rachel-kettlesFor many researchers, attending big science conferences is something that comes as part of the job. These events are the way that scientists catch up with their colleagues, find out about new research in their area or even look for new jobs. While this might come as second nature to seasoned researchers, what’s it like to go to your first conference? We caught up with Rachel Kettles, a PhD student at the University of Birmingham, to find out about her experiences at the Society’s Annual Conference last month.

I’m Rachel, a 1st year PhD student, studying the biology of bacterial chromosomes. Until recently, I had never been to a conference; fortunately, the Society for General Microbiology’s Annual Conference was just round the corner, so I hopped down the road to the ICC! I tweeted my experiences of the conference using the hashtag #myfirstsgm – you can see some of them embedded below.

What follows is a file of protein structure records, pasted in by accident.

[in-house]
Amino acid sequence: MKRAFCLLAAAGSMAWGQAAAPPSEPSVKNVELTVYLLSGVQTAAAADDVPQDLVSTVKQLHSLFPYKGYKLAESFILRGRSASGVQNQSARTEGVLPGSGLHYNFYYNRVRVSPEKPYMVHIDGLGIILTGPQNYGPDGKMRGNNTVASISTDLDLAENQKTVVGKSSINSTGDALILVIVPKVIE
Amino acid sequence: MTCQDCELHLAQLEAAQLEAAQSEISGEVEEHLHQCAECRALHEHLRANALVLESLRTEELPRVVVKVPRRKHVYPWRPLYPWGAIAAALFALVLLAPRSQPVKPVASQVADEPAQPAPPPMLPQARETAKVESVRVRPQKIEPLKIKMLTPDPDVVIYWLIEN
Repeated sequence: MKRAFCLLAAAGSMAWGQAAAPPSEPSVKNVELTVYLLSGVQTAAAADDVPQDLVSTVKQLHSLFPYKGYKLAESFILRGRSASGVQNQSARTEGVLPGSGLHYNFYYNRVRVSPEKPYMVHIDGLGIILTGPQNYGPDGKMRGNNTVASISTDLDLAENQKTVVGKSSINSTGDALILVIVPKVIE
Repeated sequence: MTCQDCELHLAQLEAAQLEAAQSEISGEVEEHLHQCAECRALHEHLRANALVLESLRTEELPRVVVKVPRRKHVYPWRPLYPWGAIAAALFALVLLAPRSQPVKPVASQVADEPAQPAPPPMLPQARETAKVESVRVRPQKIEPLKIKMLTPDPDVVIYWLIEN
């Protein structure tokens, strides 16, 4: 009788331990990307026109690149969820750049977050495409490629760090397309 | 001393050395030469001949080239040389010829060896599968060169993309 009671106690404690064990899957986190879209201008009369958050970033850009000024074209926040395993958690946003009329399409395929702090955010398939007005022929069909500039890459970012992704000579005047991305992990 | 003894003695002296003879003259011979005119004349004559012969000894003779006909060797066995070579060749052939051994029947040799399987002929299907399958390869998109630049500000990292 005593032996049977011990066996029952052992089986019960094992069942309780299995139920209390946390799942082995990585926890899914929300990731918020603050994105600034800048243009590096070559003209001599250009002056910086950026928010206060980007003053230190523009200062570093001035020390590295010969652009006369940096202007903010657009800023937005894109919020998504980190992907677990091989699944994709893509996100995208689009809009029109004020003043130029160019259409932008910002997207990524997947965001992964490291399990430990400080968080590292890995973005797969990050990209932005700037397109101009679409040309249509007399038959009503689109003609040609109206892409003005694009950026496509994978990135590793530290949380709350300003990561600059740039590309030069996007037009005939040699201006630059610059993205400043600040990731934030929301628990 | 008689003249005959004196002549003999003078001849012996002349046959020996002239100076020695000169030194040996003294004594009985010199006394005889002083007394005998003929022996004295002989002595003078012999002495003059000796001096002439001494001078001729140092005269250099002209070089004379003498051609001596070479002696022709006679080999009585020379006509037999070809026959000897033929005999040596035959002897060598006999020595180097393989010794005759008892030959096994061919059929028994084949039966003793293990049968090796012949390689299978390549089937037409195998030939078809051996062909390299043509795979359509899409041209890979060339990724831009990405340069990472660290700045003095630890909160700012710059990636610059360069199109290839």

My main concern before attending was that I wouldn’t be able to understand many of the talks. For some reason I expected a lot of very complicated, inaccessible science! Of course, with an audience from a range of fields the majority of speakers kept things quite broad, so I was pleasantly surprised to find that I was able to follow most of what was going on.

Previously I’ve only attended student symposiums and I quickly discovered I’d underestimated the difference in scale between them and a big conference. Who knew the UK had so many microbiologists?